Despite warnings from Prime Minister Antonis Samaras that he would issue a civil mobilization order to force them back to work under the threat of arrest or being fired – neither of which happened – striking administrative staff at eight Greek universities have defied him and will enter a 12th week of staying off the job on Nov. 25 – with pay.
More than 1,000 students staged a peaceful protest on Nov. 22 outside the main entrance to Athens University, calling for the institution to reopen but the staff ignored them and said they won’t return to work until the government drops its plans to transfer, suspend or fire 1,300 of them on the orders of international lenders who want the work force pared.
Although staff of the National Technical University of Athens (NTUA) have also been on strike for 11 weeks, protesting their induction into a scheme of forced transfers and layoffs, lessons and examinations are not being disrupted.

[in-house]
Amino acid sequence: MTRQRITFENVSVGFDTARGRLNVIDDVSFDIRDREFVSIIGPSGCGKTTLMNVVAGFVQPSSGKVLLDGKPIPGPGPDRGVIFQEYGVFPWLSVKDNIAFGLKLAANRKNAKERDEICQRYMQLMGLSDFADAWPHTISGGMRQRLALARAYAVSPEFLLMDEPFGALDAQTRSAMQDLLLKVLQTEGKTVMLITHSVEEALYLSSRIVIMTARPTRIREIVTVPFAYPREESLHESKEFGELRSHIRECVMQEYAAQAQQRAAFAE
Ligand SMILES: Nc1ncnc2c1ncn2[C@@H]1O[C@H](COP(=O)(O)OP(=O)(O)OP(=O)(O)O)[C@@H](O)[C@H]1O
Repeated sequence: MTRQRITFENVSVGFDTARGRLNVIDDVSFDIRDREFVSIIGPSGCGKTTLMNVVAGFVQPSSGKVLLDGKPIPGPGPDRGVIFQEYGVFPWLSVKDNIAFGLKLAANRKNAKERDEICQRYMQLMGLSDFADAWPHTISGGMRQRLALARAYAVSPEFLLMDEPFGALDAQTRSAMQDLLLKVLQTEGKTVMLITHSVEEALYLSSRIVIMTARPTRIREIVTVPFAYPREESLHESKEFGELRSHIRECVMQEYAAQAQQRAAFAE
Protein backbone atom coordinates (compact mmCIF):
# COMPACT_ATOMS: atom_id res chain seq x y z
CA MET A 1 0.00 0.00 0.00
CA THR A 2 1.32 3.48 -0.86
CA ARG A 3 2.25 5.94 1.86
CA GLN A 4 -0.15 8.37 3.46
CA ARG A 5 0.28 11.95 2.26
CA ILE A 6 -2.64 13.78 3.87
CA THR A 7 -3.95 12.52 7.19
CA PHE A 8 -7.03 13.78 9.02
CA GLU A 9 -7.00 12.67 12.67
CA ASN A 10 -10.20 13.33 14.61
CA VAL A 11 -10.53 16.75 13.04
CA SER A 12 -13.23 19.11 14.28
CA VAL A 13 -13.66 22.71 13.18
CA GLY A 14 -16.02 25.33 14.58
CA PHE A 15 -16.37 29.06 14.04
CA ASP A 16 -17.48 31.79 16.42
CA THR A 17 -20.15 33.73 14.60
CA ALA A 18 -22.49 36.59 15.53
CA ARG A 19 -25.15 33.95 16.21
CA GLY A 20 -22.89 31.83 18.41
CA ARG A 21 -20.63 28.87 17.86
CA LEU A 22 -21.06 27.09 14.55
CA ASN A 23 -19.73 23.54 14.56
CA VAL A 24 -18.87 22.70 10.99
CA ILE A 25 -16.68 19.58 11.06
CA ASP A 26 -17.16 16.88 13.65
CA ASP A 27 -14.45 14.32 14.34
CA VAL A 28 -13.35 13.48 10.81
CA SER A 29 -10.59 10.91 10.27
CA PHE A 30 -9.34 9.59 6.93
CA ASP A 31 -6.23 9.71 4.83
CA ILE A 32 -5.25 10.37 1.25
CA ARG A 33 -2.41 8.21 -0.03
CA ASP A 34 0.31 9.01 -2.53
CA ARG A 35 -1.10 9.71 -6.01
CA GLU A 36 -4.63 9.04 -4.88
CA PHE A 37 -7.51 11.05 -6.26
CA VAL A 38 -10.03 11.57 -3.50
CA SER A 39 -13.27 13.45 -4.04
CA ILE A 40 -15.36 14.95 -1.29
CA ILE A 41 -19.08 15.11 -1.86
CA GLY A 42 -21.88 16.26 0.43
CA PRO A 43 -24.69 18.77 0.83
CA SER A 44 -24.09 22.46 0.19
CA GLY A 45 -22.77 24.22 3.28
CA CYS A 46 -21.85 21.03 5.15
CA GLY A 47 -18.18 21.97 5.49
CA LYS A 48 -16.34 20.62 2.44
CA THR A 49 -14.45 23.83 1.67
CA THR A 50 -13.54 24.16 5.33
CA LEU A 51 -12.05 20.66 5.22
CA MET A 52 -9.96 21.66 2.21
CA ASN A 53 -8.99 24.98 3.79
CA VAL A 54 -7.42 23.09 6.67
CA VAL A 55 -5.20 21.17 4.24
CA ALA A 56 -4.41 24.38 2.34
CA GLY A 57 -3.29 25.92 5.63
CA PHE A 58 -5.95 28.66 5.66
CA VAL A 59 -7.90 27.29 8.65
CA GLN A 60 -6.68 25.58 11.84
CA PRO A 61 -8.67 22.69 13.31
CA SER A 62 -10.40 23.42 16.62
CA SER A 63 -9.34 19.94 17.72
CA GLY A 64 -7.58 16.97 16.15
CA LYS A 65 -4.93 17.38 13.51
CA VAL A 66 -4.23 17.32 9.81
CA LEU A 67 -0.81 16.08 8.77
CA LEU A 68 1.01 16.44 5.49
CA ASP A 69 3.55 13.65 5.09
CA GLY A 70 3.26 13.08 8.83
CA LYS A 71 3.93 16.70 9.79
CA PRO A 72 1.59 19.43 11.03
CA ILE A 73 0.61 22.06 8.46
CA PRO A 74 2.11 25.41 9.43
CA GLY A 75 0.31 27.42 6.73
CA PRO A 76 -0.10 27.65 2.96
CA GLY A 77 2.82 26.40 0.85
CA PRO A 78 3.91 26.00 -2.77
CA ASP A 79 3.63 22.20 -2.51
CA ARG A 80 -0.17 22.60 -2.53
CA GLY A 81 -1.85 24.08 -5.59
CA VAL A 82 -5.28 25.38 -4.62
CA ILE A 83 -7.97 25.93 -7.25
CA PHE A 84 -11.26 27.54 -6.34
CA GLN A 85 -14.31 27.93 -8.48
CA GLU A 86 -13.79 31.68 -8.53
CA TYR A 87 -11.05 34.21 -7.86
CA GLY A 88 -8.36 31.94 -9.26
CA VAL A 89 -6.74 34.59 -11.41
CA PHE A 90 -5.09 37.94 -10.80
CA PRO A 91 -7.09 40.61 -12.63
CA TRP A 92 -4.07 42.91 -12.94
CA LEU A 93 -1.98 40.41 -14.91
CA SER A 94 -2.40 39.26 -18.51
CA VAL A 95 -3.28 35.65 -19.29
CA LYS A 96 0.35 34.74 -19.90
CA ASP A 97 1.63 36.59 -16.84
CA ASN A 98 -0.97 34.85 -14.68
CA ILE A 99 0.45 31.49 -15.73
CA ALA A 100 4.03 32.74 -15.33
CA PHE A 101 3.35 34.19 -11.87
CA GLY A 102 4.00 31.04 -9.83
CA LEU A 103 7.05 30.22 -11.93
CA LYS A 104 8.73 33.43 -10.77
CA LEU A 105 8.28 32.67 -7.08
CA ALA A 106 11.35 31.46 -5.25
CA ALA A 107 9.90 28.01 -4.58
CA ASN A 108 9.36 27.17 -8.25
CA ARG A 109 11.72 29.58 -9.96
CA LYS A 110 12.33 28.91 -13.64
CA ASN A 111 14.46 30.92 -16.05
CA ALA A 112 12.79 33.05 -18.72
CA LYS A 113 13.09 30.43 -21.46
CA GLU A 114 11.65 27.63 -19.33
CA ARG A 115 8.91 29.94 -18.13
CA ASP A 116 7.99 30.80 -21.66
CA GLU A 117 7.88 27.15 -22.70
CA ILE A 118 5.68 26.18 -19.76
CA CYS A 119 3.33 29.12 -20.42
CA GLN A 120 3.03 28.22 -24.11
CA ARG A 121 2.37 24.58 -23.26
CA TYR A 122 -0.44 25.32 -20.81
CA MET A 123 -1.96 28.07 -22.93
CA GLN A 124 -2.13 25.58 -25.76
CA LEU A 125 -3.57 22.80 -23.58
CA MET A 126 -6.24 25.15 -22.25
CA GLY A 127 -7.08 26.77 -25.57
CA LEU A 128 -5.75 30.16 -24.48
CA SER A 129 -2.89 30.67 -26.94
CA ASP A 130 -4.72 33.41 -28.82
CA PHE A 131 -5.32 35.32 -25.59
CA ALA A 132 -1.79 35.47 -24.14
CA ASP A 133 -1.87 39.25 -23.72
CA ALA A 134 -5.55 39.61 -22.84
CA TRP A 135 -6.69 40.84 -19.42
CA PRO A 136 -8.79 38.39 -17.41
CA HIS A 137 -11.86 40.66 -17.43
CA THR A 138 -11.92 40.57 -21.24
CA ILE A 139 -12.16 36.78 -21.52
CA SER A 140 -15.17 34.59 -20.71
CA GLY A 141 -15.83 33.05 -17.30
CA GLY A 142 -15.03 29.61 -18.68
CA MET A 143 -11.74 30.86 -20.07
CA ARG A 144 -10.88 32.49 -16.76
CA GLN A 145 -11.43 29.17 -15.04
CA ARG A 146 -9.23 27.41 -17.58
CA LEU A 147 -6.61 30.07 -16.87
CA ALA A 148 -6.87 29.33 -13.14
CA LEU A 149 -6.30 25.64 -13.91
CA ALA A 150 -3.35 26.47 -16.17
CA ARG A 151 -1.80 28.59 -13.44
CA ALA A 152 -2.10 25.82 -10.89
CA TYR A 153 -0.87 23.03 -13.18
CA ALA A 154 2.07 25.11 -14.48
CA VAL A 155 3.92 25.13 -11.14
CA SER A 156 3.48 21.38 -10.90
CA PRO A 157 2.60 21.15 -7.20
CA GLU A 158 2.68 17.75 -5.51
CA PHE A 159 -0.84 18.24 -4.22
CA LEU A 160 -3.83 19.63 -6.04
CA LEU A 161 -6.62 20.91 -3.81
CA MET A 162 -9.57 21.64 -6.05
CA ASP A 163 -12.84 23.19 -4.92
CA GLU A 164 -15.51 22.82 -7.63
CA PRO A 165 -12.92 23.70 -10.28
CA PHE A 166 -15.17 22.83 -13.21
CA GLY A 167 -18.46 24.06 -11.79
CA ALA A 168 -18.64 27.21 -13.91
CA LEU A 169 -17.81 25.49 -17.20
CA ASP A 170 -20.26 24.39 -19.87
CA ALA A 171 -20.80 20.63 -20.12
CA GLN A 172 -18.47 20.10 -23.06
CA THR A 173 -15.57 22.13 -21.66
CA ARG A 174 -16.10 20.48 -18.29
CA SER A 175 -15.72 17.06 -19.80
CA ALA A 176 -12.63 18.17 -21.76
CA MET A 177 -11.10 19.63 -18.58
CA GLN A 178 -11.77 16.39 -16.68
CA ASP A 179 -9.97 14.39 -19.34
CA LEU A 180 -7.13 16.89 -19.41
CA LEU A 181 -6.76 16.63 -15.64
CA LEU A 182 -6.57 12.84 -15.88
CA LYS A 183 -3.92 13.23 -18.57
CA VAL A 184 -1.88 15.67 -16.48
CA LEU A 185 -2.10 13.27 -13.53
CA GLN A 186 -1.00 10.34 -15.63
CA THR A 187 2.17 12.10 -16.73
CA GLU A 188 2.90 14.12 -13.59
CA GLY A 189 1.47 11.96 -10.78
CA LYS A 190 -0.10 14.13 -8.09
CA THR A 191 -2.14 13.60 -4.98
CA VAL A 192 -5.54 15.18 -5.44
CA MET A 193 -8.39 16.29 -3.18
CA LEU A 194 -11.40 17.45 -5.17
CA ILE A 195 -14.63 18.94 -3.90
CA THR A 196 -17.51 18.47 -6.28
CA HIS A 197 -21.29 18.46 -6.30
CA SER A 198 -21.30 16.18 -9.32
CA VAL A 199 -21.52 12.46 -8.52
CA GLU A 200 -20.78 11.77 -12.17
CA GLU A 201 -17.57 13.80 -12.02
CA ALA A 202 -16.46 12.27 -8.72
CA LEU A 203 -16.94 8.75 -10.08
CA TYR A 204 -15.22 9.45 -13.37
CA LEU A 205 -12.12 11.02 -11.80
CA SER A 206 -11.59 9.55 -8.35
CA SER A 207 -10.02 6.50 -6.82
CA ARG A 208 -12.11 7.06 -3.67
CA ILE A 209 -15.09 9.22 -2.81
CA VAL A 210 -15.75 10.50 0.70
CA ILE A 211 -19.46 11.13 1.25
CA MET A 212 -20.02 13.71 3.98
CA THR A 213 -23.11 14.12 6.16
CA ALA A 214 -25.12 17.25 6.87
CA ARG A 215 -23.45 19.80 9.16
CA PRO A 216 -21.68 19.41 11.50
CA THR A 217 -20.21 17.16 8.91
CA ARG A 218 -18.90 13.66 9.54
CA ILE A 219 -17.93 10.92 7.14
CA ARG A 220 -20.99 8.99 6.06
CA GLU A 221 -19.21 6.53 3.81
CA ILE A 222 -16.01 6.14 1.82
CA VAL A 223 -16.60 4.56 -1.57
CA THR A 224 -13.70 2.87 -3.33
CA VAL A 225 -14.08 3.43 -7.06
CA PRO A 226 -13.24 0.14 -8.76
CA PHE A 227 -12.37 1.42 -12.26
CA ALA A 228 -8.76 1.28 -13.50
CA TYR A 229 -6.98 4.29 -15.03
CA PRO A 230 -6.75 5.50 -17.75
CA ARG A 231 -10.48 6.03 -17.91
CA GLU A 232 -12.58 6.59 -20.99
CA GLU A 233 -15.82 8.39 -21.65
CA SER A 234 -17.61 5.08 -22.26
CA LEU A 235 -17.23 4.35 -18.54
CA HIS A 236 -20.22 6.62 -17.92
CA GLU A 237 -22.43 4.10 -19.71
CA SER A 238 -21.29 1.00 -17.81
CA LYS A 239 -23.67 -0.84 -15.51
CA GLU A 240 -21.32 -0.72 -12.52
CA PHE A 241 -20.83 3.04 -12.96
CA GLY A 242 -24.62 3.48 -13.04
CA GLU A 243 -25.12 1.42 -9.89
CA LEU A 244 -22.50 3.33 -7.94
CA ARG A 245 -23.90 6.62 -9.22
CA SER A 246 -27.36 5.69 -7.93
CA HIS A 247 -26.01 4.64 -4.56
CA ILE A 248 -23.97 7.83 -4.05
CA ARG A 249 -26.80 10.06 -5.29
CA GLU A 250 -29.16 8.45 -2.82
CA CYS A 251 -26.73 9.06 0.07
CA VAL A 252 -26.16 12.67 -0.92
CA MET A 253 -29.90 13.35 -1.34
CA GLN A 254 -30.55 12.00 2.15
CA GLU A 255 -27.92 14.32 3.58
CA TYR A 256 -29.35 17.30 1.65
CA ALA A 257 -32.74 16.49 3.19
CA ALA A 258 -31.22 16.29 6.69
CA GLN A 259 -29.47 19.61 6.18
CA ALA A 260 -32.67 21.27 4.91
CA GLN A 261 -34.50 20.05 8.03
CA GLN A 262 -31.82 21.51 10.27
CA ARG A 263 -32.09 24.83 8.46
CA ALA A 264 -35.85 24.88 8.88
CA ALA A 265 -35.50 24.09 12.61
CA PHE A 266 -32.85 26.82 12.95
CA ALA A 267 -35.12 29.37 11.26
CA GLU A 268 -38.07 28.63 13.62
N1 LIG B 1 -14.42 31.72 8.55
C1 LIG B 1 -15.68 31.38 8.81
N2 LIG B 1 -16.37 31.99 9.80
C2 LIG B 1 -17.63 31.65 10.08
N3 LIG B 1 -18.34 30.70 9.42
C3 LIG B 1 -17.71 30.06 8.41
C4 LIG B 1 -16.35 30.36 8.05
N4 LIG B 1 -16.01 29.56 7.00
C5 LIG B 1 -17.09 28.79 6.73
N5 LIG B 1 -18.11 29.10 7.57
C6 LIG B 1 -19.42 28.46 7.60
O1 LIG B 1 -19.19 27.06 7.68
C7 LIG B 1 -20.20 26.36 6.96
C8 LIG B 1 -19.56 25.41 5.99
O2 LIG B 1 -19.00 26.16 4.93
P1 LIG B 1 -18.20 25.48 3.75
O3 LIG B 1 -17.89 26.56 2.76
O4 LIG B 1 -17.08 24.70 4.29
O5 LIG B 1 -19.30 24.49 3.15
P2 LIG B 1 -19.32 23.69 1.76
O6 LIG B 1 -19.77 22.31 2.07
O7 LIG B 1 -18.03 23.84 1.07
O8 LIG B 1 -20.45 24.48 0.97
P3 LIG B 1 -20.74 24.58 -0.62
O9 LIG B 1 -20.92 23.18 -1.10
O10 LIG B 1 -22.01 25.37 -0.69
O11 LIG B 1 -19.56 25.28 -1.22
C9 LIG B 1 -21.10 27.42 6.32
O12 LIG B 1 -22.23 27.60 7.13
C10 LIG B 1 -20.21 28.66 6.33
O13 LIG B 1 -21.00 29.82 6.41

The senate at Athens University asked Samaras to step in but he hasn’t. Education Minister Constantinos Arvanitopoulos is said to be reluctant to force the strikers back to work and has been talking fruitlessly with them as they have defied him too and there are no signs that the school year, that was supposed to begin three months ago, would open, raising the possibility of a lost year for an entire class of students.
On Nov. 22, Arvanitopoulos started holding individual meetings with the rectors of the eight universities affected by the mobility scheme. Yiannis Mylopoulos, the chief of the council of university rectors, who heads Thessaloniki’s Aristotle University, said he did not regard the minister’s initiative to hold individual meetings with rectors as “dialogue,” adding that “the issue of the mobility scheme is an unresolved one.”
Meanwhile the Athens public prosecutor’s office ordered an investigation – the third since workers’ launched their strike – into the legal grounds for the workers’ action in view of court rulings that have deemed it illegal, which the strikers have defied as well as it’s common in Greece for people not to obey laws they don’t like, which are most of them, with few consequences.